Atlantic Monthly Press
Atlantic Monthly Press
Atlantic Monthly Press

The Flavors of the Florida Keys

by Linda Gassenheimer Photographs by Sandy Levy

From Margaritaville’s original margarita to Square Grouper’s cracked conch to Hawks Cay’s cloud-light Key Lime Pie, discover the hidden culinary treasures of the Florida Keys.

  • Imprint Atlantic Monthly Press
  • Publication Date December 07, 2010
  • ISBN-13 978-0-8021-9623-1
  • US List Price $20.00

About The Book

The sun-drenched Florida Keys are a unique crossroads where Caribbean, European, and American cultures and cuisines meet. In The Flavors of the Florida Keys, Linda Gassenheimer brings the islands to your kitchen with over two hundred recipes that range from the humble (Bahamian Conch Chowder) to the sophisticated (Crab Cakes with Pommery Mustard Sauce). In her quest for the best of the Keys’ culinary traditions, Gassenheimer has been everywhere from waterfront beach shacks to resort dining rooms, while collecting the stories of the men and women behind the recipes—the eccentric artists and writers, the local fishermen, and the bon vivants captured by the magical atmosphere of the Keys. Your dinner companions include chef Doug Shook from acclaimed Louie’s Backyard, Elena Spottswood, a member of one of the original Conch families, who shares her recipe for a perfect Cuban Mojito, and Wolfgang Birk, whose Ocean Bounty serves up an abundance of superlative seafood from the surrounding seas. Travel the Keys with Gassenheimer’s book by your side, and discover its hidden treasures; use it as a stove-side companion to bring the sunlight and spirit of the Keys to your own dining table.


“After a brief history of the Florida Keys, James Beard Award winner Gassenheimer (Dinner in Minutes) credits originating restaurants for these recipes. As one would expect, there is an assortment of drinks, including Piña Colada, Key Lime Cosmopolitan, and Key Lime Martini. Seafood and desserts, such as Tropical Coffee Cake (made with key lime juice, pineapple, and coconut) and Key Lime Cookies, are also plentiful. Highly recommended for Gassenheimer’s knowledge of the area and the well-written recipes.” —Library Journal

“A Sloppy Joe’s sandwich is the last thing one might expect to qualify as a Florida Keys flavor, but Gassenheimer (Dinner in Minutes) tracks its origins to a Florida speakeasy frequented by Hemingway and provides a classic, ketchup-filled recipe. Of course, among her more than 200 other offerings there are plenty of exactly what one would expect, namely, seafood, Key limes, and rum.” —Publishers Weekly


The Fish House Smoked Fish Dip
Serves 4

Doug Prew, part owner with CJ Berwick of The Fish House in Key Largo, smokes his own fish very slowly for many hours over buttonwood chips. This wood is very hard and ideal for smoking because it burns slowly and releases generous quantities of heat. His smoked fish has become so popular that people now bring him their fresh-caught fish to smoke. Here’s his smoked fish dip.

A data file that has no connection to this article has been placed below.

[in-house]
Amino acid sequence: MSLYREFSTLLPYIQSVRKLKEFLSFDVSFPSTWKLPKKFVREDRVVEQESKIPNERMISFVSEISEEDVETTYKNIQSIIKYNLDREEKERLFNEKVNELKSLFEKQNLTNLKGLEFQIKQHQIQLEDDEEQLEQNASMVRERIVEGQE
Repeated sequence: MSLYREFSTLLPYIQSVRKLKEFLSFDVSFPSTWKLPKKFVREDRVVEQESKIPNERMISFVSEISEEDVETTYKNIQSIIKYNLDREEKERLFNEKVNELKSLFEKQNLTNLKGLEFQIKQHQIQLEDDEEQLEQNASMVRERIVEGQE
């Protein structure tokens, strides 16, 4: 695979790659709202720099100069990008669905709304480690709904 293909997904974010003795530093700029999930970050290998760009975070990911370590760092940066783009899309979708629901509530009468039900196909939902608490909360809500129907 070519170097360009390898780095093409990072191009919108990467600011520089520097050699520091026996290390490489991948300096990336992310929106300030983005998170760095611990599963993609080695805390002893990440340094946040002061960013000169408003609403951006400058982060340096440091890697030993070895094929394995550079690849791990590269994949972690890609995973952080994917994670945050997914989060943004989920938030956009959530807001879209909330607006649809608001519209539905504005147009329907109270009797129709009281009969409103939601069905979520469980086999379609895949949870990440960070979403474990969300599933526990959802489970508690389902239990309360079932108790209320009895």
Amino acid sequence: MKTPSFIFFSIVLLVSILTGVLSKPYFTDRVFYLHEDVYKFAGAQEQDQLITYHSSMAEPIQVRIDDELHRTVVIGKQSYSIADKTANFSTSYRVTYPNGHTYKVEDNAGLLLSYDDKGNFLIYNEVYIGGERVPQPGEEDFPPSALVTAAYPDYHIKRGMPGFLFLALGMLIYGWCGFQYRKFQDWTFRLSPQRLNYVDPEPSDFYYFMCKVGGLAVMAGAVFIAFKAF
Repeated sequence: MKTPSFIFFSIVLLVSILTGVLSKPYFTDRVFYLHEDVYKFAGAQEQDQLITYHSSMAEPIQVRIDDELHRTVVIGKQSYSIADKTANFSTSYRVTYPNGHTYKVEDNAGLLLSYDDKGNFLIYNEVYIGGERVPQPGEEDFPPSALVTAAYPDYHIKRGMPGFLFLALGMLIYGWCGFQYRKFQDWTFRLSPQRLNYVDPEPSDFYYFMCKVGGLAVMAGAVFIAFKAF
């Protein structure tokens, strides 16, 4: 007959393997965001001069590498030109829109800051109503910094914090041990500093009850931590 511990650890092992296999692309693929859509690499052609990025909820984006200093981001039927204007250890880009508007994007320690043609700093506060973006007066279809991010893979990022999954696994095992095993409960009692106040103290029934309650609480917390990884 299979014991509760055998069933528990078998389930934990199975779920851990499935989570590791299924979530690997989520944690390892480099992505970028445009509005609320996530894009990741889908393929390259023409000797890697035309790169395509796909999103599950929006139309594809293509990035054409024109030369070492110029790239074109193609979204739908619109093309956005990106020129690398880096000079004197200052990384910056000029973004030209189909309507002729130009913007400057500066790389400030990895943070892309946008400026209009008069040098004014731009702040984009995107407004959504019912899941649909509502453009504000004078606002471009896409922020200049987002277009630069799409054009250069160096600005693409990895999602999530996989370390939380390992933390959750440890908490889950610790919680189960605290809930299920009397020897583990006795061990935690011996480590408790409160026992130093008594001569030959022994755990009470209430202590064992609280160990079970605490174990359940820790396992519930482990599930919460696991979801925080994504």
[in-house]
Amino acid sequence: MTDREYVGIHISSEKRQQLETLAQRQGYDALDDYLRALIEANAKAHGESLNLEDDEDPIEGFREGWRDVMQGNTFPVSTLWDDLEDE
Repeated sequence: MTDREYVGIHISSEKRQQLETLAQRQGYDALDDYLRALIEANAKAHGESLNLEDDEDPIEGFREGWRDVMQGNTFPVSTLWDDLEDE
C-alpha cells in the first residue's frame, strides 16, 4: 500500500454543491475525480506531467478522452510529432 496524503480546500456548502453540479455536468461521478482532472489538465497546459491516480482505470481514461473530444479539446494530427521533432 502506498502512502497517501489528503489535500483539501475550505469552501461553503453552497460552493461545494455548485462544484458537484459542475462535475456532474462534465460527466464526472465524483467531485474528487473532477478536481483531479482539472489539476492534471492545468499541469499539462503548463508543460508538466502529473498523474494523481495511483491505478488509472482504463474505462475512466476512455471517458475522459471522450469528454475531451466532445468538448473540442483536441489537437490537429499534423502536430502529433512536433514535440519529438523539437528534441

1 tablespoon finely chopped onion
1 tablespoon finely chopped celery
1/4 cup softened cream cheese
Several drops Worcestershire sauce
Several drops hot pepper sauce
2 tablespoons seeded, finely chopped jalapeño pepper
4 ounces smoked fish
3 tablespoons sour cream

Mix the onion, celery, cream cheese, Worcestershire sauce, hot pepper sauce, jalapeño pepper, and smoked fish together, breaking up the fish as you stir. Add half the sour cream and taste. Add more sour cream if needed.

Green Curried Keys Shrimp
Serves 4

Chef Charlotte Miller from Tom’s Harbor House at Hawks Cay Resort on Duck Key mentioned that she grew up in an international house on the college campus where her parents worked. She learned about many exciting ethnic flavors there. For this dish, she makes her own Thai green curry sauce and combines it with sweet Keys pink shrimp. She says you can also buy green curry sauce, found in the ethnic section of many markets, to make this dish. She serves the dish over Steamed Rice with a sweet coconut flavor and with Stir-Fried Broccoli Slaw.

Green curry paste is also available in markets. If using the paste, mix 1 tablespoon paste with 4 ounces canned unsweetened coconut milk.

For sauce:

1 stalk lemongrass, white part only
1/2 bunch cilantro, stems removed
1/2 bunch fresh mint, stems removed
3 garlic cloves, crushed
1 1/2-inch piece fresh ginger, peeled
1 jalapeño pepper, seeded
4 ounces unsweetened coconut milk
1 cup bottled green curry sauce

Blend the lemon grass, cilantro, mint, garlic, ginger, and jalapeño pepper together in a food processor. Add the coconut milk and blend to a smooth sauce.

For shrimp:

2 tablespoons canola oil
1 1/2 pounds peeled shrimp

Heat the oil in a large skillet over medium-high heat and add the shrimp. Toss for 1 minute. Add the sauce and stir for 2 minutes or until the shrimp turn red.

Steamed Coconut Rice

1 cup canned unsweetened coconut milk
1 cup water
1 cup basmati rice
Salt and freshly ground black pepper to taste
2 scallions, sliced

Bring the coconut milk and water to a boil in a large saucepan over high heat. Add the rice and boil for 5 minutes. Cover with a lid, and turn the heat down to very low. Steam for 20 minutes. Do not open the lid during this time. Fluff the rice and add salt and pepper to taste. Sprinkle the scallions on top.

Stir-Fried Broccoli Slaw

2 tablespoons canola oil
2 garlic cloves, crushed
1 1-inch piece fresh ginger, peeled and chopped
1 package broccoli slaw (about 12 ounces)
1 tablespoon soy sauce
Salt and freshly ground black pepper to taste

Heat the oil in a large skillet over medium-high heat. Add the garlic and ginger and sauté for 1 minute. Add the broccoli slaw and soy sauce. Stir-fry for 3 to 4 minutes. The broccoli will still be slightly crisp. Add salt and pepper to taste.